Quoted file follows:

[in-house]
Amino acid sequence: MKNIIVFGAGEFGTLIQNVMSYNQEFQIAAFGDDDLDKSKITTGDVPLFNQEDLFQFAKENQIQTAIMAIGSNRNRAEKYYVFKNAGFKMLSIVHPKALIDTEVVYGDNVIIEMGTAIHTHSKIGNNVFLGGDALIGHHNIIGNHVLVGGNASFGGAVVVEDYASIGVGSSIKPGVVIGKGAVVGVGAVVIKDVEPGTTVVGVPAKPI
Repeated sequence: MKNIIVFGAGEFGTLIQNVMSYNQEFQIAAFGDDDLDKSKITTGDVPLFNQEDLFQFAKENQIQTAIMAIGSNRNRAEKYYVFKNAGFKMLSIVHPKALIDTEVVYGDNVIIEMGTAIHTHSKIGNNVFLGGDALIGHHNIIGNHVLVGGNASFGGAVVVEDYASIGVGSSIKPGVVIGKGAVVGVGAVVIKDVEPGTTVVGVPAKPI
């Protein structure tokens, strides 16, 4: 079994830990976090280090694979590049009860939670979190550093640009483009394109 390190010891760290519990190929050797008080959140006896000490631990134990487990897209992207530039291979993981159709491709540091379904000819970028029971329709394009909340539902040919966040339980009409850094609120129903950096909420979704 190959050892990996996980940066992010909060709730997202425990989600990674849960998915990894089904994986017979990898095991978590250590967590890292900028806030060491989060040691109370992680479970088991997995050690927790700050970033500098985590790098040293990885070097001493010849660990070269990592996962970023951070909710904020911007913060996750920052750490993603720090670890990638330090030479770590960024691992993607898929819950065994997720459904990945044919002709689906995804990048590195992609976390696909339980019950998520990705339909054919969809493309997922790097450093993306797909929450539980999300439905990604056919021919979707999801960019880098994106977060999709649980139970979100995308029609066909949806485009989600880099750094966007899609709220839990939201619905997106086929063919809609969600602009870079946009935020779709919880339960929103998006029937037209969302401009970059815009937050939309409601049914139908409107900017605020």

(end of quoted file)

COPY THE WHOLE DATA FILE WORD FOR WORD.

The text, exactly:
[in-house]
Amino acid sequence: MKNIIVFGAGEFGTLIQNVMSYNQEFQIAAFGDDDLDKSKITTGDVPLFNQEDLFQFAKENQIQTAIMAIGSNRNRAEKYYVFKNAGFKMLSIVHPKALIDTEVVYGDNVIIEMGTAIHTHSKIGNNVFLGGDALIGHHNIIGNHVLVGGNASFGGAVVVEDYASIGVGSSIKPGVVIGKGAVVGVGAVVIKDVEPGTTVVGVPAKPI
Repeated sequence: MKNIIVFGAGEFGTLIQNVMSYNQEFQIAAFGDDDLDKSKITTGDVPLFNQEDLFQFAKENQIQTAIMAIGSNRNRAEKYYVFKNAGFKMLSIVHPKALIDTEVVYGDNVIIEMGTAIHTHSKIGNNVFLGGDALIGHHNIIGNHVLVGGNASFGGAVVVEDYASIGVGSSIKPGVVIGKGAVVGVGAVVIKDVEPGTTVVGVPAKPI
């Protein structure tokens, strides 16, 4: 079994830990976090280090694979590049009860939670979190550093640009483009394109 390190010891760290519990190929050797008080959140006896000490631990134990487990897209992207530039291979993981159709491709540091379904000819970028029971329709394009909340539902040919966040339980009409850094609120129903950096909420979704 190959050892990996996980940066992010909060709730997202425990989600990674849960998915990894089904994986017979990898095991978590250590967590890292900028806030060491989060040691109370992680479970088991997995050690927790700050970033500098985590790098040293990885070097001493010849660990070269990592996962970023951070909710904020911007913060996750920052750490993603720090670890990638330090030479770590960024691992993607898929819950065994997720459904990945044919002709689906995804990048590195992609976390696909339980019950998520990705339909054919969809493309997922790097450093993306797909929450539980999300439905990604056919021919979707999801960019880098994106977060999709649980139970979100995308029609066909949806485009989600880099750094966007899609709220839990939201619905997106086929063919809609969600602009870079946009935020779709919880339960929103998006029937037209969302401009970059815009937050939309409601049914139908409107900017605020």